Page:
First broadcast on 21 June 2010

Part Four

Geordie Nation - Newcastle v Anybody

By David Goldblatt

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It's 11 May 2009 and the English Premiership is awash with money and self-importance as the world’s "greatest league". But here in the North East, the early standard bearer for the Premiership revolution is wounded and in trouble.

This is a one-city club; its fortunes dominate the lives of many, as does the outline of St James' Park stadium as you climb the approach. Business, civic pride, local bragging rights with their hated "Mackem" - Sunderland - rivals and the nagging ache of having won "nowt" for decades, are all bundled up in the black and white fervour of the Toon army.

A litany of Newcastle’s recent woes, clustered together under the wildly unpopular ownership of the elusive tycoon Mike Ashley, makes for grim reading and gallows humour for its many passionate fans.

Scandal, sackings, punch ups between players, disastrous decision-making, a financial meltdown and now potential relegation. Even the return of local hero Alan Shearer, as manger, can’t banish the stink of fear that grips the club and its fans as they play local rivals Middlesbrough - who also seemingly doomed to the drop.

Fans have written their own play - You Couldn’t Make It Up - to chart the ludicrous misfortunes of recent years. Whilst an encounter with Sir John Hall - a key figure in the regeneration of the club in the 1980s - reveals the impossible dream of the Geordie nation. That night, amidst nail biting and near hysteria, the club first fall behind and then rally and win.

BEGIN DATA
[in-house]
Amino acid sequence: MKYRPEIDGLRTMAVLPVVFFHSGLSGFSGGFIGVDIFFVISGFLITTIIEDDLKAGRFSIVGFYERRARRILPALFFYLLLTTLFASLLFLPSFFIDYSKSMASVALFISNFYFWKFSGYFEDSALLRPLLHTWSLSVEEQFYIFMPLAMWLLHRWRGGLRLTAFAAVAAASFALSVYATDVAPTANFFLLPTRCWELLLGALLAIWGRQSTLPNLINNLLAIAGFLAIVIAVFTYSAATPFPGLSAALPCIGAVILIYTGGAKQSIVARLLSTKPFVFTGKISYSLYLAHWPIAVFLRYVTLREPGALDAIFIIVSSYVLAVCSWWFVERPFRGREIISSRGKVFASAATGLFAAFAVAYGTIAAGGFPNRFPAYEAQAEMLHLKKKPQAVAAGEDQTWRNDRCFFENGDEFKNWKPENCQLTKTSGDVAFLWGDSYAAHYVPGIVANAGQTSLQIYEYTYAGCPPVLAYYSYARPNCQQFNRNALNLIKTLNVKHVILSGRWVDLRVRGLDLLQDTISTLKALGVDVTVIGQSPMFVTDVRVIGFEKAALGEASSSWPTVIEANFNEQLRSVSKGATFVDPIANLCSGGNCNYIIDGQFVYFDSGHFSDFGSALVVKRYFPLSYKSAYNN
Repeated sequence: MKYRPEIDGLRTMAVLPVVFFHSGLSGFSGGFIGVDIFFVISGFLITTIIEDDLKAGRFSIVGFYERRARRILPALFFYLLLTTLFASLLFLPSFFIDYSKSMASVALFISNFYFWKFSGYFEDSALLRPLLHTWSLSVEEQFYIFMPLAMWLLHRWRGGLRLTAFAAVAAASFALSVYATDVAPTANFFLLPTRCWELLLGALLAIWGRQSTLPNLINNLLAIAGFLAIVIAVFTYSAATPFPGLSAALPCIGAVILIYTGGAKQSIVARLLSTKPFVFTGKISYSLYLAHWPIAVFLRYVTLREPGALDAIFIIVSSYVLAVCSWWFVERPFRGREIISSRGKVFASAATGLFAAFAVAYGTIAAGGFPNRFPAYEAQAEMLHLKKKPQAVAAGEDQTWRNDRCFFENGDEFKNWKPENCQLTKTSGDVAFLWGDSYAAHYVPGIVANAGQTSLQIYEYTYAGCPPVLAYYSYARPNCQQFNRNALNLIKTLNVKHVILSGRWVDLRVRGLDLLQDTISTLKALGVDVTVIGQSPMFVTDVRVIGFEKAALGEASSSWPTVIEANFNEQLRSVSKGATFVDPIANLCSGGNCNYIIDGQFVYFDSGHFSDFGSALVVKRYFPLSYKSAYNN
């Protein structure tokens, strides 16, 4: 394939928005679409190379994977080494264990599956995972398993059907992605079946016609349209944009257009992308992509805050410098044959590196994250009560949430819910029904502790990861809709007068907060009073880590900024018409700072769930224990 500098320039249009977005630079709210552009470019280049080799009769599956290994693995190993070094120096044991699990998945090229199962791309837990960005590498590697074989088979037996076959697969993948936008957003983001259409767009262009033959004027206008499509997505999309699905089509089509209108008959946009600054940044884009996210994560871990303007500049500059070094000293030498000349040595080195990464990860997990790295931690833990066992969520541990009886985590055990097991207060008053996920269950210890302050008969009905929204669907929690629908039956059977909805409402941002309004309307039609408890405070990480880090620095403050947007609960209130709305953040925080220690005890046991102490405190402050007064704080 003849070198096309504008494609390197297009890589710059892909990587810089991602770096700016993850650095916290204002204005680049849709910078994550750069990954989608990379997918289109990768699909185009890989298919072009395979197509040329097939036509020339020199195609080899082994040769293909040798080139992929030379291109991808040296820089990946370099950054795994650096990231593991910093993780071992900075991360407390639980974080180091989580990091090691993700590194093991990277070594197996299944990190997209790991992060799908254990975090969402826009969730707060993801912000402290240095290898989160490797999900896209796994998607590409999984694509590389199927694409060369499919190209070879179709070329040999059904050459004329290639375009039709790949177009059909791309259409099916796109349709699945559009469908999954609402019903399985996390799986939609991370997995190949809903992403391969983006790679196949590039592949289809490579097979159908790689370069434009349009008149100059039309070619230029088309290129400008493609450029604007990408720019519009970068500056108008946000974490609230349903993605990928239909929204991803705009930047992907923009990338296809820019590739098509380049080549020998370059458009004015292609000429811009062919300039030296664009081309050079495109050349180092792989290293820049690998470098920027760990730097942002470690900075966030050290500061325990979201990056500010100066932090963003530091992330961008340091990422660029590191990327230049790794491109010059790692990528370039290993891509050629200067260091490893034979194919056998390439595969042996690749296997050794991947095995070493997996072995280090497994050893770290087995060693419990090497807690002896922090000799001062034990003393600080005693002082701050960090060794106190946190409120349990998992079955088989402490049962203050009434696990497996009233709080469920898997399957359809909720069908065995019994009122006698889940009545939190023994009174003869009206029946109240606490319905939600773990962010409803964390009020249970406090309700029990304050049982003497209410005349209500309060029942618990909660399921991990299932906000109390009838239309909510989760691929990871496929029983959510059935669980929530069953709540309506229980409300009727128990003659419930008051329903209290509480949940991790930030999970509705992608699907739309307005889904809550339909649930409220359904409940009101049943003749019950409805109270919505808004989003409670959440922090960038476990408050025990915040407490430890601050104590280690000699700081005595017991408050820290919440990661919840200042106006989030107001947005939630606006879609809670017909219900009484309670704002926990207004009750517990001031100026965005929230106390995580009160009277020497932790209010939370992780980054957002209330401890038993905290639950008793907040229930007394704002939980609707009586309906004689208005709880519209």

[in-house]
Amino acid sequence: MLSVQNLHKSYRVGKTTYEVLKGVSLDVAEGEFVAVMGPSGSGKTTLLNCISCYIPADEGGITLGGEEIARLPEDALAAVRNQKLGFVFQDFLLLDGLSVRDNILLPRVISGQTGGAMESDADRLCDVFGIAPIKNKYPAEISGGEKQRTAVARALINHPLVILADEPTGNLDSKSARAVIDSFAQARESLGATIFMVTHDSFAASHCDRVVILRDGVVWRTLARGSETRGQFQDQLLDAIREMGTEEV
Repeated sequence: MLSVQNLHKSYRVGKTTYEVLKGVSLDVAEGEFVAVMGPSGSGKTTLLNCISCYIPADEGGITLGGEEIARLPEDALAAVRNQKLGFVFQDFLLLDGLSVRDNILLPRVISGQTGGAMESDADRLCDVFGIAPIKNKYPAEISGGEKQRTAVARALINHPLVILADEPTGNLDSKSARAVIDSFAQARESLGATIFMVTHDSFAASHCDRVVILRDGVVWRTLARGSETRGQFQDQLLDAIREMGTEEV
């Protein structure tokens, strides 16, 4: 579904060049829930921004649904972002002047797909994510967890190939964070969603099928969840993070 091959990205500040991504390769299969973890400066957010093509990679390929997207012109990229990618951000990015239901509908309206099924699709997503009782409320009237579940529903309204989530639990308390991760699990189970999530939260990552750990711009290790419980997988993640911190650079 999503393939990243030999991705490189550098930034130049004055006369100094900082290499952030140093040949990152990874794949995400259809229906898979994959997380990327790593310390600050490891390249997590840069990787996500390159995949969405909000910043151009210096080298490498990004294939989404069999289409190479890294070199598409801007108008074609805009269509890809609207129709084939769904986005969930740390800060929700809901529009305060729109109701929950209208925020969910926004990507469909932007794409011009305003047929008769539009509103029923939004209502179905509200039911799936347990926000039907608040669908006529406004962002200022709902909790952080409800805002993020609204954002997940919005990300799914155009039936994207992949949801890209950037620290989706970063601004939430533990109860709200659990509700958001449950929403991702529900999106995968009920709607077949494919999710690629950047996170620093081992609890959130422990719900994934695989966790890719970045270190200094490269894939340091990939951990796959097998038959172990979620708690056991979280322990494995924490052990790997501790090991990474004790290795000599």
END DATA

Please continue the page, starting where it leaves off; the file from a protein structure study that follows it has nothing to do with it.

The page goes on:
It is their sole win under Shearer, they are relegated anyway with a whimper. All is doomed, fans form their own group to try and wrest control of the club from an owner they have come to loathe. Players leave, the club prepares for life in the second tier and owner Mike Ashley renames the legendary St James’ Park stadium, Sports St James Park. Things can’t get any worse.

On 2 April 2010, Newcastle are playing Ipswich and the dark night of last season has been banished by the light. The team has rallied, achieved promotion at the first time of asking and now are about to be crowned champions as they play their last home game of the season. But for those same fans that I met in the depths of despair what does the future hold?

First broadcast on 28 June 2010